It’s hard to know what the DUP is about anymore

Arlene Foster does not seem to have contributed to the welfare of the North for a long time

 Arlene Foster has failed to lead her party back to power-sharing, and how ironic, given her expressed concerns about nationalism, that she should make common cause with cheerleading nationalists in the Conservative Party. Photograph: Getty Images

Arlene Foster has failed to lead her party back to power-sharing, and how ironic, given her expressed concerns about nationalism, that she should make common cause with cheerleading nationalists in the Conservative Party. Photograph: Getty Images

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Spare a thought for the cattle of Northern Ireland during this fraught Brexit era? There was a moment in August 2007, during the good old days of power-sharing and first minister Ian Paisley’s chuckling, when Northern cows were seen as symbolic of Ulster’s self-determination and self-reliance. During an outbreak of foot and mouth disease in southern England, Paisley sought to reassure those worried about the threat to Ulster farmers by declaring there was “clear blue sea” between Britain and Northern Ireland.

There still is, but not in the mind, it seems, of Arlene Foster who has cut an increasingly pitiful figure of late, whether sitting icily at the inquiry into the botched Renewable Heat Incentive scheme which led to the collapse of North’s power-sharing, or dancing to the deranged tune of Boris Johnson, he of fantasy bridge across the sea fame.

Foster’s latest trick was to insist that the Belfast Agreement could be altered to suit the kind of Brexit the DUP wants; to hell, the logic goes, with the majority in the North who did not vote for Brexit, and to hell, while she’s at it, with the framework for the peace process.

Foster was loud in her insistence after the Brexit vote that suggestions it could damage the peace process were “outrageous commentary”. Yet now she seeks to undermine it herself.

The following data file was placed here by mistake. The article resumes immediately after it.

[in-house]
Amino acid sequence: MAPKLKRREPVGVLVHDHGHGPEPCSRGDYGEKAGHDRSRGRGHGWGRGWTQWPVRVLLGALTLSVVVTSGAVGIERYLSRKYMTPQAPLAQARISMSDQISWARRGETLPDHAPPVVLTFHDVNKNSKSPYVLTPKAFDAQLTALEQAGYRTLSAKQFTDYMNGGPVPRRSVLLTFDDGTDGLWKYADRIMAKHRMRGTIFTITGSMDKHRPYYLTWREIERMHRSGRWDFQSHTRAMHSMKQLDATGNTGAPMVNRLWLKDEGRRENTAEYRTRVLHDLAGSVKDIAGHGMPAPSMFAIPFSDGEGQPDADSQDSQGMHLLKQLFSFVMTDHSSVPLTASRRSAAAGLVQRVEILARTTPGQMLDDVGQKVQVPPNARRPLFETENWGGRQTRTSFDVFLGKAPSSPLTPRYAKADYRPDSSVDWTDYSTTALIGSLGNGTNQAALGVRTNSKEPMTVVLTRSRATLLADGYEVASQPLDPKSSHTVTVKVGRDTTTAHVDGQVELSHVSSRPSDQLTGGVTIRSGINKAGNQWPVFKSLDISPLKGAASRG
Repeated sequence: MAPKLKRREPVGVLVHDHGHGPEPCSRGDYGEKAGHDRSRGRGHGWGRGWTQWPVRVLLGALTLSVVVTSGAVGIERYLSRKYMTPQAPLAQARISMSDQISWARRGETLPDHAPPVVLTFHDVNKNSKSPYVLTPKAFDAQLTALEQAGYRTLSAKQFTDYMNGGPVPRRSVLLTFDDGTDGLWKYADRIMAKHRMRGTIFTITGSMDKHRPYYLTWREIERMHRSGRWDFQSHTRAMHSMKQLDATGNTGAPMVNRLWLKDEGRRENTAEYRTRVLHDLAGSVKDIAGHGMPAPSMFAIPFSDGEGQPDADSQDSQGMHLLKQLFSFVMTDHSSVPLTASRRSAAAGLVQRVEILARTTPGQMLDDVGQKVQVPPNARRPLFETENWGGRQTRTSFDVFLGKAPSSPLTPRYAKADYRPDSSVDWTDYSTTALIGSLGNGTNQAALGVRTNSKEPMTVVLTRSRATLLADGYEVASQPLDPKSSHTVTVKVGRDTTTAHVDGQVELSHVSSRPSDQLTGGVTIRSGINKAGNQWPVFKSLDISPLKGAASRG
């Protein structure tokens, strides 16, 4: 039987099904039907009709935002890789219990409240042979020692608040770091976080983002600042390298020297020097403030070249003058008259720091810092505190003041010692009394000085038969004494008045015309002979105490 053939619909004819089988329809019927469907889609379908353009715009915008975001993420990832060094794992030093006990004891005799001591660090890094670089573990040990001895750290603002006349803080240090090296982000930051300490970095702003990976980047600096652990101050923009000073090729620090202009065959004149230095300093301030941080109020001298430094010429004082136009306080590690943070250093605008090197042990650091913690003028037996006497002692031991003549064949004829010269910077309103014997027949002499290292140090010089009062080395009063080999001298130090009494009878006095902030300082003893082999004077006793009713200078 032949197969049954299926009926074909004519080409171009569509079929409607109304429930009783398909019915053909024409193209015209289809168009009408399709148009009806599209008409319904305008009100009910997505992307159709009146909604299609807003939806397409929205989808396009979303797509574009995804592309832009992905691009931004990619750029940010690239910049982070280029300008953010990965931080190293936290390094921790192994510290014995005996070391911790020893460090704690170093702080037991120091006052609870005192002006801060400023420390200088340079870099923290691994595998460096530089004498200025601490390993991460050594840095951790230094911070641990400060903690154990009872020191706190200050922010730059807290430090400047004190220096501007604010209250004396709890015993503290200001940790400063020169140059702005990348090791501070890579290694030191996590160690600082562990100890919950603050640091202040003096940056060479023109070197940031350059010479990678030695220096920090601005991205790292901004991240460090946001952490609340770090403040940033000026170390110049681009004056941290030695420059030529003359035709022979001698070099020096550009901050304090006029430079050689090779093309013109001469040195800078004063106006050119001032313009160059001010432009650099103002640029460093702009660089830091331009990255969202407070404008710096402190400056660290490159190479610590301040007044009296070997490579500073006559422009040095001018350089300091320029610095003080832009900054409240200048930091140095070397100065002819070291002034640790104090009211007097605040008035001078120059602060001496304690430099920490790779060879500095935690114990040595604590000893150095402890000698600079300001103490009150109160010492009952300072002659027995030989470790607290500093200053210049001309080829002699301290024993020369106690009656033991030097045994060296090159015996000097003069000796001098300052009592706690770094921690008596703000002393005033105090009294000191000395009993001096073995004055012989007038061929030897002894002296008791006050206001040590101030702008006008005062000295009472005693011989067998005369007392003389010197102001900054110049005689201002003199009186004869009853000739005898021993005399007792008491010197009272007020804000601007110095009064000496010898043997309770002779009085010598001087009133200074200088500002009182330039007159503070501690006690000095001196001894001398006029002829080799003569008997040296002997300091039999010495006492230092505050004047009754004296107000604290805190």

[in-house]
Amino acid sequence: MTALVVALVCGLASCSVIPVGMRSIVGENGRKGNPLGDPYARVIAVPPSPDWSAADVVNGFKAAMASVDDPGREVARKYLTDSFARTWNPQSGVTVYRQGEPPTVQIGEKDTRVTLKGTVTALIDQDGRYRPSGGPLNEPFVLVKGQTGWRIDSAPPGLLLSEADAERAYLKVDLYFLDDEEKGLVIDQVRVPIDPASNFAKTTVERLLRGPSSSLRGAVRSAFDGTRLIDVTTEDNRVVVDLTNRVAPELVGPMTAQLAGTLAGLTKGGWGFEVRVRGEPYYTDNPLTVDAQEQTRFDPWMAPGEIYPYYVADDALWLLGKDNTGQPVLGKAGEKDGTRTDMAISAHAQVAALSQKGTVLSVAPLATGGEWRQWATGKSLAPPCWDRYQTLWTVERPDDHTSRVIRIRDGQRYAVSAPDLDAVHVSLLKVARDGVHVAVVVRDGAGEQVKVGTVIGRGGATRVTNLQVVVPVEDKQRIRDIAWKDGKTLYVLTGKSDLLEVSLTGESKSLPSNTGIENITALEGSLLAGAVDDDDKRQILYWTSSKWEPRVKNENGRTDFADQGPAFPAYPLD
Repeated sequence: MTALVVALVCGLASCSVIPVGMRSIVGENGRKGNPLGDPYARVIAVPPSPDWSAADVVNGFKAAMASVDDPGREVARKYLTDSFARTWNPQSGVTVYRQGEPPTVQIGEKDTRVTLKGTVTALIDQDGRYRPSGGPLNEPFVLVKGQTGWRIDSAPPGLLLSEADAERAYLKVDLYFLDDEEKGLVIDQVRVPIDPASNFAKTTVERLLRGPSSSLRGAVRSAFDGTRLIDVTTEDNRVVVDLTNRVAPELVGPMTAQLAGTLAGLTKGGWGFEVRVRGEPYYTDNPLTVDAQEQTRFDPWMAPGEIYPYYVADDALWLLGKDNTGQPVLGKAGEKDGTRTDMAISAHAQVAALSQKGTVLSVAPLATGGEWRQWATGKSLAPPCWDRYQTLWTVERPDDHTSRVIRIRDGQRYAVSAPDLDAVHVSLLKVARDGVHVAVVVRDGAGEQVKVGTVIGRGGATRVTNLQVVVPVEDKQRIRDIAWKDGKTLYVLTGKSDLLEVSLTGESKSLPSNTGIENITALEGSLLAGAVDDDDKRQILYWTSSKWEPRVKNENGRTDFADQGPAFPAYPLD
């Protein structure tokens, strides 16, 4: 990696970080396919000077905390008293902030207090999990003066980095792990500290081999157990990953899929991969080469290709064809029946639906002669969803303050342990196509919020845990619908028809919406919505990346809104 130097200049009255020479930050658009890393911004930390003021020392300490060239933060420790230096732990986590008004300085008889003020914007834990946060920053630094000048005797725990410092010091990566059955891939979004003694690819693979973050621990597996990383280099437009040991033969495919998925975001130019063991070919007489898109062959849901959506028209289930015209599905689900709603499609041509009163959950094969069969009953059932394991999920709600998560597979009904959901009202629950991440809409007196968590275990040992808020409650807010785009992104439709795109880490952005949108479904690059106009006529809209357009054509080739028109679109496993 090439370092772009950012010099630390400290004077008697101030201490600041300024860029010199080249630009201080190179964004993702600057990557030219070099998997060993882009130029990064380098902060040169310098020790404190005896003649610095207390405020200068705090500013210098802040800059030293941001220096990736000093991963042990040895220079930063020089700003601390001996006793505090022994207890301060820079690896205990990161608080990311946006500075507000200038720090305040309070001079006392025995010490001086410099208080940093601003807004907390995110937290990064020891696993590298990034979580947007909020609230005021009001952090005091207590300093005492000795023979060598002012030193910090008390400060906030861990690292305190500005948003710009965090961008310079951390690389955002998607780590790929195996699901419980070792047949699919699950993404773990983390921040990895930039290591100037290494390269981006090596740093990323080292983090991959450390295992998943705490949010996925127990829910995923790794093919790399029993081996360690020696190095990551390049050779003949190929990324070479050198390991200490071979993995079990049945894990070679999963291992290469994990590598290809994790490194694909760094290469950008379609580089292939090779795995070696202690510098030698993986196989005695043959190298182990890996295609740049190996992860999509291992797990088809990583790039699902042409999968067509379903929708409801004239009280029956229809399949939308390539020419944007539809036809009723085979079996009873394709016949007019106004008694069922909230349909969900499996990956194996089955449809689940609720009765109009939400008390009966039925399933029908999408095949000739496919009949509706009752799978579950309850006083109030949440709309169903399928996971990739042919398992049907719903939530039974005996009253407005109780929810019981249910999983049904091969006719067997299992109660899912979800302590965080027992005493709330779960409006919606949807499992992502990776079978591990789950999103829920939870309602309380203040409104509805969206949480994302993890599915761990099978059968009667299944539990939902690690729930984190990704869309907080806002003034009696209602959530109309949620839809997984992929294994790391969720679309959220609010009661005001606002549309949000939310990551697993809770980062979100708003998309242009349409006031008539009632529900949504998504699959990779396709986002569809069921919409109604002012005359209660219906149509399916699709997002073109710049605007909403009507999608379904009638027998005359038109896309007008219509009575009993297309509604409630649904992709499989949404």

The difficulties of managing the peace process have always been apparent, but Foster and her colleagues did very nicely out of it despite their fulminating against it.

The delusion that the North cannot and should not be treated differently from the rest of the UK continues for the DUP even though their words and actions at various stages have indicated quite the opposite. While the party railed against the Belfast Agreement, the St Andrews Agreement it agreed to eight years later was hardly much different in constitutional terms.

What entitles the DUP to, in Foster’s words, a “red line” that is “blood red”; another obnoxious and irresponsible use of language?

Why persist with the nonsense that there cannot be “a differential between Northern Ireland and the rest of the UK?”

Internal British concern

Following the Brexit referendum the DUP rejected an invitation to cross the Border to join a “civic forum” convened by the Irish Government. It insisted that the issues at stake were an internal British concern, ignoring that the very agreements that allowed it to be the dominant party in the former power-sharing executive were driven by the acceptance that the North required special consideration, and that its constitutional arrangements needed to be worked out through partnership between North and South and London and Dublin.

In relation to her defection from the UUP to the DUP in 2004, Foster recalled, in an interview with Alex Kane of the Belfast Telegraph in 2015: “The DUP has evolved and grown over the years, and, as Dr Paisley himself used to say, the DUP is a political party, not a church. I found a vibrancy in the DUP that didn’t exist in the UUP, and a real and genuine support and interest for the individual”.

She also insisted in that interview “we must be vigilant against nationalism at a national level as well as here, locally. The union is a very positive ideal, and we must promote it as such.”

Where lies the vibrancy of the DUP now? And is support for the “individual” solely about party members?

Foster does not seem for a long time to have contributed to the welfare of the North. She has failed to lead her party back to power-sharing, and how ironic, given her expressed concerns about nationalism, that she should make common cause with cheerleading nationalists in the Conservative Party.

Ten Commandments

Just what is the DUP about at this juncture? The only empirical study of the party to date, The DUP: From Protest to Power (2014) by Liverpool-based political scientist Jonathan Tonge and others, is based on a membership survey, and included the observation of MLA Paul Girvan “if you use the Ten Commandments you can formulate almost every law you want”.

Yet the book suggested it would be a mistake to see the party as fossilised as it was changing slowly. Such evolution, however, seems to have collapsed due to ineffective leadership and the weight of Brexit with a contradictory DUP stance demanding a “seamless” or “frictionless” Border while at the same time insisting there cannot be a special deal for the North to make that happen.

What Brexit has also underlined is how germane another finding in Tonge’s book remains: four-fifths of DUP members believed the Irish government should have “no say at all” in the North. This is how the DUP has conveniently and arrogantly managed its politics; embracing, in the fullest sense, the spoils of office when available, while seeking to ignore both the content of the agreements that got them there, and the clear blue Irish Sea.

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